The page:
July 27, 2017
Once again, you’ve touched on a powerful topic. Tattoos, which I am not in the slightest a fan of, are ubiquitous. I don’t like them on women especially; none at all. Find a woman (young, mature or even old) that doesn’t have at least three – if you can. I remember when they started becoming popular with all social classes in the 90’s. Prior to that I only noticed former military, bikers, hoodlums, etc., to have tattoos and even with them they were usually kept to a minimum of one and and kept out of sight. Then the yuppies, the college kids, everybody and their mother basically started getting tattoos.
“A young woman who sliced some bread I bought yesterday was wearing a nose ring. She seemed a nice, polite girl, but I wondered, was she afraid to seem ordinary? Why? Does she take some weird pleasure in shocking and repelling?”
She is mindlessly following her peer group, or she feels small in a big world and wants to signal that she is here too, and that she matters and should be paid attention too as well. I recently chatted up a lovely young woman that had a nose ring. I had not noticed it at first but once I did it sort of bothered me. She was so down-to-earth and sweet, and yet this thin strip of metal was jarring me.
“I have noticed that many people with tattoos or various body piercings/mutilations have a soft, almost wimpy quality. They have this shocking, aggressive, in-your-face body art and yet they are the sort of people who wouldn’t harm a flea. What’s going on?”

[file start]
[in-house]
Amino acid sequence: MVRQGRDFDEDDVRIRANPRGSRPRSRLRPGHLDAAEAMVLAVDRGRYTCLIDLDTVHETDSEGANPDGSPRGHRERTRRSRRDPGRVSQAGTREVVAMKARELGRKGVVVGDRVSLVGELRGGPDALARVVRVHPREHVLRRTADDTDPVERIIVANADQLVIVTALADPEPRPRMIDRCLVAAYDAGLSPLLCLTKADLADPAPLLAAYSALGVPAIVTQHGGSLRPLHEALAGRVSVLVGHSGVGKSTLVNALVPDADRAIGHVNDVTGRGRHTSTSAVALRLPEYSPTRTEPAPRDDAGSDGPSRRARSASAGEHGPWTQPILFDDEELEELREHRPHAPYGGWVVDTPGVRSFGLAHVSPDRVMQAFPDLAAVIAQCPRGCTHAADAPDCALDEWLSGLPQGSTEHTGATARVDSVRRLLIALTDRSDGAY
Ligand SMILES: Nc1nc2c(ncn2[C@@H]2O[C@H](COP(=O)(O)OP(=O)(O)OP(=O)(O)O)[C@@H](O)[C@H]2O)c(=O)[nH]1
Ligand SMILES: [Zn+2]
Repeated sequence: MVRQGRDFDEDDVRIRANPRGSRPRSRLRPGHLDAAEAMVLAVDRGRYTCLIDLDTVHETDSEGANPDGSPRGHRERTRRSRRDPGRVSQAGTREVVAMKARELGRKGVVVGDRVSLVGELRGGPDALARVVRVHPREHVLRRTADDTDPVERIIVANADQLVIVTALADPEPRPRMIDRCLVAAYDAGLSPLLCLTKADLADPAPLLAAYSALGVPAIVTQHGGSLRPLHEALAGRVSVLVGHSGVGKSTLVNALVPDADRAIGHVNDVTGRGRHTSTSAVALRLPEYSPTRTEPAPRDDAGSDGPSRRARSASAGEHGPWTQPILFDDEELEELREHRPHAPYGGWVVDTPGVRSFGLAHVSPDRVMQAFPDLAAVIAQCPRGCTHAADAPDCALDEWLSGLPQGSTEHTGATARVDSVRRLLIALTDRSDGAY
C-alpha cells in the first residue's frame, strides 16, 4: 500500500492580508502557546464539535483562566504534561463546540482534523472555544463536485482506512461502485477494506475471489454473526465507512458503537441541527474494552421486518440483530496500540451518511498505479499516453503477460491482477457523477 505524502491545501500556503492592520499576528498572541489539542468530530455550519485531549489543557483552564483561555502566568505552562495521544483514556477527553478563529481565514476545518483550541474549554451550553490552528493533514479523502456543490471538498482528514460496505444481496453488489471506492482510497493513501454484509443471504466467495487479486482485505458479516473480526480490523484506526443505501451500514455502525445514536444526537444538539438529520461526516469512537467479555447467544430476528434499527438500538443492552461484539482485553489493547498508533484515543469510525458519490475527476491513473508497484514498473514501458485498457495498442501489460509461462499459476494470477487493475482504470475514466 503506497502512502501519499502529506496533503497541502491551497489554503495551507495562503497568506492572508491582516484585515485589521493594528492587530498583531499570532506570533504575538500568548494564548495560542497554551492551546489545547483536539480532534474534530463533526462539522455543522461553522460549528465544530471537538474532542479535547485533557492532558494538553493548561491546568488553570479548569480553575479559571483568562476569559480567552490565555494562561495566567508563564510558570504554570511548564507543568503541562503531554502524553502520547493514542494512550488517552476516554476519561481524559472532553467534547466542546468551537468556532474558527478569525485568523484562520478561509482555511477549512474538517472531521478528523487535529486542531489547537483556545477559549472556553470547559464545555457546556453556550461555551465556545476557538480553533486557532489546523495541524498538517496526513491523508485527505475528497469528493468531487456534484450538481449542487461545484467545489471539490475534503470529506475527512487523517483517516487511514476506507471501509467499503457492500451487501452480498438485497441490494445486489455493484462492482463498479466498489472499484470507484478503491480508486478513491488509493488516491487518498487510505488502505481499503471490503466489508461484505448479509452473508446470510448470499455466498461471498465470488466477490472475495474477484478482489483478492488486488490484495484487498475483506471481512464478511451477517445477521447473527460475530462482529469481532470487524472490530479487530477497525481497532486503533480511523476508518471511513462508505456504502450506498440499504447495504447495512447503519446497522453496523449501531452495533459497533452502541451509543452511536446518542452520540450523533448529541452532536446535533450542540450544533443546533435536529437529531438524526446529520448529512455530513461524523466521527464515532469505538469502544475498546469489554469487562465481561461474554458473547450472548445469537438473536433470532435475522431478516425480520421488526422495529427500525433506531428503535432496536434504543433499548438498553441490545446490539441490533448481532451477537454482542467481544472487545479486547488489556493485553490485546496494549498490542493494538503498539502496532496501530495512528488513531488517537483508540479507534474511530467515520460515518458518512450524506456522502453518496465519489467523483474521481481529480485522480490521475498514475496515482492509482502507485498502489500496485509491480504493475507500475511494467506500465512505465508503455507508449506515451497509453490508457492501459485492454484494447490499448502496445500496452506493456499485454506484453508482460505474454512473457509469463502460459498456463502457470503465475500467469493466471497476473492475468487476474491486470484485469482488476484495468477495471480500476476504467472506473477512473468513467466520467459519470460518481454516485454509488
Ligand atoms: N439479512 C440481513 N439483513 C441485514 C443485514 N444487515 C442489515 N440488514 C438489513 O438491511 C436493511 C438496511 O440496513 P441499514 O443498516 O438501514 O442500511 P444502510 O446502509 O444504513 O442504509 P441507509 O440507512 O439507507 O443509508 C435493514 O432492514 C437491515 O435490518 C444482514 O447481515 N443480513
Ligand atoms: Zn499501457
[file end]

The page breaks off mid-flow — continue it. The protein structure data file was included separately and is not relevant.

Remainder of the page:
Excellent observation. This has puzzled me as well. I can’t remember the last time I saw someone ‘hard’ that had piercings or tattoos. I suppose getting them is easier than making oneself ‘hard.’ This happens a lot with large, pudgy men. I recently saw a man with the “wimpy quality” you described at a sporting goods store looking at fishing poles. He was obese, tall, covered with tattoos and had ear gauges. And he was not someone menacing either.
You are right, there is nothing more conformist than tattoos, at least as they exist now. I wonder how many men have succeeded in getting their women to have them removed.
One quote by Dr. Thomas Bertonneau from your post stuck out to me:
“The entire structure of modern society encourages people not to mature …, but to remain childish and impulsive and without a sense of inner being. People who live without a sense of inner being can only take their cues from others, who are present on the scene. Their idea of being is the childish one of attracting attention and, as teenagers say, being popular. Such people, wanting to differentiate themselves from others, so as to become conspicuous and, as they see it, acquire being, will necessarily turn to externals.”
I want to draw special attention to the idea of a life without a sense of “inner being” – and what it might mean. I’m interested in what that might mean to others. I think the author, obviously more experienced and learned than me, draws out the consequences of such a life and not so much what it’s rooted in.